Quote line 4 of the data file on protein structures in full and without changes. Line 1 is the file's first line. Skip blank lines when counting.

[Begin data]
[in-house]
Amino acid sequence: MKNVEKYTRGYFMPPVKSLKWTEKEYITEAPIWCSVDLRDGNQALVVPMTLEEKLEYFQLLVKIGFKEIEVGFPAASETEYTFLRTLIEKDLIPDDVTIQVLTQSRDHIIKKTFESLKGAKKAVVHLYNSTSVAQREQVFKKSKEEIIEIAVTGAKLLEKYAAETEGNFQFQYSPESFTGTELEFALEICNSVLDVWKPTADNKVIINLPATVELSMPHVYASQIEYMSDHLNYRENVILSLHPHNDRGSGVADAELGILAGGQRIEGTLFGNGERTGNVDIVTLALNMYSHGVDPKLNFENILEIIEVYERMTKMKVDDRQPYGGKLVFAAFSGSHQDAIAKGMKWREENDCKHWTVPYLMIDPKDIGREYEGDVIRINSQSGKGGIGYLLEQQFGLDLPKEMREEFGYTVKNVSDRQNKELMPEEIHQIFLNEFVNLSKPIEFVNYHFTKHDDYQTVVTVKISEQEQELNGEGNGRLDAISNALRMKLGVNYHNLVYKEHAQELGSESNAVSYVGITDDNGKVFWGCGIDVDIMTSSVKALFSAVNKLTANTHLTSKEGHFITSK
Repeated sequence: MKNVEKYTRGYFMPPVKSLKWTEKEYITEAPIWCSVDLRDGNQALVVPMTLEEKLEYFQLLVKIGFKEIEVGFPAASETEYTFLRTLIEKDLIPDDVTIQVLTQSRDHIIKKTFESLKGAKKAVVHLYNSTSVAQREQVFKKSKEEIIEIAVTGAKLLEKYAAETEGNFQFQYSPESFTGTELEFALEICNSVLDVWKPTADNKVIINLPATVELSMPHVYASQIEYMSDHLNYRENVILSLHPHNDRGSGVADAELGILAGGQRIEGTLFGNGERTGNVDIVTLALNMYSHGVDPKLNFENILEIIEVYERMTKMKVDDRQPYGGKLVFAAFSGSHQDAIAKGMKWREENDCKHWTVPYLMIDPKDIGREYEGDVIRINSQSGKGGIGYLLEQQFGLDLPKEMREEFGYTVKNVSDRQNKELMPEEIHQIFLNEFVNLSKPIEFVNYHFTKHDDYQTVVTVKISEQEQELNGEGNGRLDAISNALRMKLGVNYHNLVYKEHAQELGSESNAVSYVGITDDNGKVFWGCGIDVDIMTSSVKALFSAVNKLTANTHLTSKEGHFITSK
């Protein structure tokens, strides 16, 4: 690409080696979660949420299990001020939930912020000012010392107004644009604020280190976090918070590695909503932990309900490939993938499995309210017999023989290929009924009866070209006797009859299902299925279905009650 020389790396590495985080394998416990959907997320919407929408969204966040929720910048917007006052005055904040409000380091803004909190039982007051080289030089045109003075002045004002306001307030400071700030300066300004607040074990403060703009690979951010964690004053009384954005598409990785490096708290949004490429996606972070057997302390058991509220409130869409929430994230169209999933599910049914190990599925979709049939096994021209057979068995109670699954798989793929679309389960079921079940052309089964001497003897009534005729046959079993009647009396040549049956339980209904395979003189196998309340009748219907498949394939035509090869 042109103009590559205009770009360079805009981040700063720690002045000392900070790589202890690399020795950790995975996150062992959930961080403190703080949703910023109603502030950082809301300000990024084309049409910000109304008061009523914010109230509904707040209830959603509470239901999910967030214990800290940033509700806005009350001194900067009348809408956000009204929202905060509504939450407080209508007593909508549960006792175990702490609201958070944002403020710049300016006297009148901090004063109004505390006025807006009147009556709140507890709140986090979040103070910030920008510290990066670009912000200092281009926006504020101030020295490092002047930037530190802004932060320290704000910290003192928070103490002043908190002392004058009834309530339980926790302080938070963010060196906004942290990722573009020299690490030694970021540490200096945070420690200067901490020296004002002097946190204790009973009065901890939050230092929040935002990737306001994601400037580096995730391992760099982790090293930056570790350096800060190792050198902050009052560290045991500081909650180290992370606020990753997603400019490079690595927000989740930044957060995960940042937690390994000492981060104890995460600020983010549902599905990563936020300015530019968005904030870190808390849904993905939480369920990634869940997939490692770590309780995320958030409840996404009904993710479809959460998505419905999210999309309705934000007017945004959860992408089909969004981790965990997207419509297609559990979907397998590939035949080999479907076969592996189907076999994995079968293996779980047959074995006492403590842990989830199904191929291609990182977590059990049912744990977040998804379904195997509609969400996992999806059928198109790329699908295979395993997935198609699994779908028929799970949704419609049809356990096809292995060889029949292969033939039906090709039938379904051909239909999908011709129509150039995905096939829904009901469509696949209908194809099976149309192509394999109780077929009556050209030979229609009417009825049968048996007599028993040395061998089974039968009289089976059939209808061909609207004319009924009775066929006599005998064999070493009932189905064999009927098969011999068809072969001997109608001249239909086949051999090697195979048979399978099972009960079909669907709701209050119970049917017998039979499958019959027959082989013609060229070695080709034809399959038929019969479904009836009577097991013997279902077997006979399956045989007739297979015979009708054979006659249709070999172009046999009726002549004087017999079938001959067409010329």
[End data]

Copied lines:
């Protein structure tokens, strides 16, 4: 690409080696979660949420299990001020939930912020000012010392107004644009604020280190976090918070590695909503932990309900490939993938499995309210017999023989290929009924009866070209006797009859299902299925279905009650 020389790396590495985080394998416990959907997320919407929408969204966040929720910048917007006052005055904040409000380091803004909190039982007051080289030089045109003075002045004002306001307030400071700030300066300004607040074990403060703009690979951010964690004053009384954005598409990785490096708290949004490429996606972070057997302390058991509220409130869409929430994230169209999933599910049914190990599925979709049939096994021209057979068995109670699954798989793929679309389960079921079940052309089964001497003897009534005729046959079993009647009396040549049956339980209904395979003189196998309340009748219907498949394939035509090869 042109103009590559205009770009360079805009981040700063720690002045000392900070790589202890690399020795950790995975996150062992959930961080403190703080949703910023109603502030950082809301300000990024084309049409910000109304008061009523914010109230509904707040209830959603509470239901999910967030214990800290940033509700806005009350001194900067009348809408956000009204929202905060509504939450407080209508007593909508549960006792175990702490609201958070944002403020710049300016006297009148901090004063109004505390006025807006009147009556709140507890709140986090979040103070910030920008510290990066670009912000200092281009926006504020101030020295490092002047930037530190802004932060320290704000910290003192928070103490002043908190002392004058009834309530339980926790302080938070963010060196906004942290990722573009020299690490030694970021540490200096945070420690200067901490020296004002002097946190204790009973009065901890939050230092929040935002990737306001994601400037580096995730391992760099982790090293930056570790350096800060190792050198902050009052560290045991500081909650180290992370606020990753997603400019490079690595927000989740930044957060995960940042937690390994000492981060104890995460600020983010549902599905990563936020300015530019968005904030870190808390849904993905939480369920990634869940997939490692770590309780995320958030409840996404009904993710479809959460998505419905999210999309309705934000007017945004959860992408089909969004981790965990997207419509297609559990979907397998590939035949080999479907076969592996189907076999994995079968293996779980047959074995006492403590842990989830199904191929291609990182977590059990049912744990977040998804379904195997509609969400996992999806059928198109790329699908295979395993997935198609699994779908028929799970949704419609049809356990096809292995060889029949292969033939039906090709039938379904051909239909999908011709129509150039995905096939829904009901469509696949209908194809099976149309192509394999109780077929009556050209030979229609009417009825049968048996007599028993040395061998089974039968009289089976059939209808061909609207004319009924009775066929006599005998064999070493009932189905064999009927098969011999068809072969001997109608001249239909086949051999090697195979048979399978099972009960079909669907709701209050119970049917017998039979499958019959027959082989013609060229070695080709034809399959038929019969479904009836009577097991013997279902077997006979399956045989007739297979015979009708054979006659249709070999172009046999009726002549004087017999079938001959067409010329």